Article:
As a reminder following are the IRS rules for substantiating charitable donations. We encourage you to maintain the records necessary to support your claim for these donations in the event of an audit. Many taxpayers may not be able to deduct their charitable donations due to the increased standard deductions ($12,000 for singles/$24,000for joint returns). However, if your itemized donations do exceed the standard deductions be prepared to provide adequate documentation.
Cash contributions:charitable contribution deduction is allowed for any monetary gift unless the donor maintains, as a record of the gift, a bank record or a written communication from the donee, showing the donee’s name, the date of the contribution, and the amount of the contribution. The regulations require a contemporaneous written acknowledgment of contributions of $250 of from the organization. For gift sunder $250, a canceled check or other records by the taxpayer is sufficient.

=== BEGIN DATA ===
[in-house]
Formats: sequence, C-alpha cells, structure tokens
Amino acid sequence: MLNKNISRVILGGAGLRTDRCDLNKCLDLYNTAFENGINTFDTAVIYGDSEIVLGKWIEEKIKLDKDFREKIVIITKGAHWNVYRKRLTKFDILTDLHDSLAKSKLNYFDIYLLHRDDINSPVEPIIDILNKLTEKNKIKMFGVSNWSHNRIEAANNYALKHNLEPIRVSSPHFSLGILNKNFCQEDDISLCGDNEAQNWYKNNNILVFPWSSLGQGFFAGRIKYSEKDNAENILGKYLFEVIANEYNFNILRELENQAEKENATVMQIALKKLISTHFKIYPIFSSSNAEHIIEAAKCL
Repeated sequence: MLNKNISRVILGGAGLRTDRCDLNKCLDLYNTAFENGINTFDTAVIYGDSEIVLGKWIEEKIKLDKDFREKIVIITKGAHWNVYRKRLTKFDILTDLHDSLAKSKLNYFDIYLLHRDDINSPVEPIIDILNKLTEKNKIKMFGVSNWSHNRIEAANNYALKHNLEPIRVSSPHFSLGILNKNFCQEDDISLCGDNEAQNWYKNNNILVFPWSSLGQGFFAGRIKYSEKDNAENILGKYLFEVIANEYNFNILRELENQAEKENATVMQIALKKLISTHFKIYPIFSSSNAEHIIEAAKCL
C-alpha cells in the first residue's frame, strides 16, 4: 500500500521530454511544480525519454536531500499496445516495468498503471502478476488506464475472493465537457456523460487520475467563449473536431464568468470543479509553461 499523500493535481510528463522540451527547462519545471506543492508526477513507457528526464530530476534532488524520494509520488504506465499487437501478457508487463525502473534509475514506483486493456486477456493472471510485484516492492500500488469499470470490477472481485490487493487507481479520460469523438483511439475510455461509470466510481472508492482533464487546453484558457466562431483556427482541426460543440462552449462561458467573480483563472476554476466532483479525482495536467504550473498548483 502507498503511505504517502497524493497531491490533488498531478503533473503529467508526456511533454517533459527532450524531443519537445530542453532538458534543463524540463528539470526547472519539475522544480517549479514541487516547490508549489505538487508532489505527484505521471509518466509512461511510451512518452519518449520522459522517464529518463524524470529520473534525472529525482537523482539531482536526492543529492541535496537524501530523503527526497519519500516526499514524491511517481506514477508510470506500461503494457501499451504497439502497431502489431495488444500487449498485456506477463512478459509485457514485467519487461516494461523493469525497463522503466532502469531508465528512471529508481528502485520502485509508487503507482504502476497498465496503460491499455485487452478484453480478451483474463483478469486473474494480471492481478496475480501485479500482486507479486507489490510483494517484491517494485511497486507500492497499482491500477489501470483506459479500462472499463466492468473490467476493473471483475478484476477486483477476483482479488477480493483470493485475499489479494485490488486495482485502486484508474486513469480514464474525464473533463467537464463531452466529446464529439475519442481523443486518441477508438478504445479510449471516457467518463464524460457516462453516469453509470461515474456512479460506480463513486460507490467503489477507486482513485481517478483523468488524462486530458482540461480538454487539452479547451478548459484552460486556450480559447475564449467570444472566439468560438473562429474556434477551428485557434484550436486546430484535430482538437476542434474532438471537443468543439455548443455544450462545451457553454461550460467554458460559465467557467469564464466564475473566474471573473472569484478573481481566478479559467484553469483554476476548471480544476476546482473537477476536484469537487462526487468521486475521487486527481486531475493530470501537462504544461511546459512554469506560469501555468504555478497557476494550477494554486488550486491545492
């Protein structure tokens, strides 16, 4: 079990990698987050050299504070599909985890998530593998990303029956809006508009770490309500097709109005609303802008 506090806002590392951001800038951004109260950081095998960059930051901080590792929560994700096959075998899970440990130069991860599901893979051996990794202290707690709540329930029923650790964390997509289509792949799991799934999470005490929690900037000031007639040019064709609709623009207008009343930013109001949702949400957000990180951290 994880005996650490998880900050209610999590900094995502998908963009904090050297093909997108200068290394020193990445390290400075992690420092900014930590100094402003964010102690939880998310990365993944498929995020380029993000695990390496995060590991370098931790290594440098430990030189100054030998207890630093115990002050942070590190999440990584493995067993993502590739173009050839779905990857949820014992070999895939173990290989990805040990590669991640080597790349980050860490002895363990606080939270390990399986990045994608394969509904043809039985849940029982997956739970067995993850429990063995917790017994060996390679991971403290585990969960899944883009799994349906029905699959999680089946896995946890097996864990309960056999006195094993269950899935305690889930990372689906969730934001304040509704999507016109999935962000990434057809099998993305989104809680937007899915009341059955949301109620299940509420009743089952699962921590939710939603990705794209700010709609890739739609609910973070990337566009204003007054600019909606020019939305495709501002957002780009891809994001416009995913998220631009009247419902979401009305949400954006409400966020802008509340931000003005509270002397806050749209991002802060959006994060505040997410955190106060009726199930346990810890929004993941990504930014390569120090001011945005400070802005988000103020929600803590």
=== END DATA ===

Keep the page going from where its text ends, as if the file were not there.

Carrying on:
Donations of property:Additional substantiation requirements apply when donations involve property. For property under $250, the donor must obtain a receipt from the donee or keep reliable records. A donor who claims a non cash contribution of at least $250 but not more than $500 is required to obtain a contemporaneous written acknowledgment. For a donation of more than $500 but not more than$5,000, the donor must obtain a contemporaneous written acknowledgment and file a completed Form 8283 (Section A),Non cash Charitable Contributions.
For claimed non cash contributions of $5,000 or more, in addition to a contemporaneous written acknowledgment, the donor must obtain and file a qualified appraisal with the filing of the tax return.
If you are uncertain if your documentation is adequate, contact our office for guidance on what is needed to include the donations on your 2018 tax return.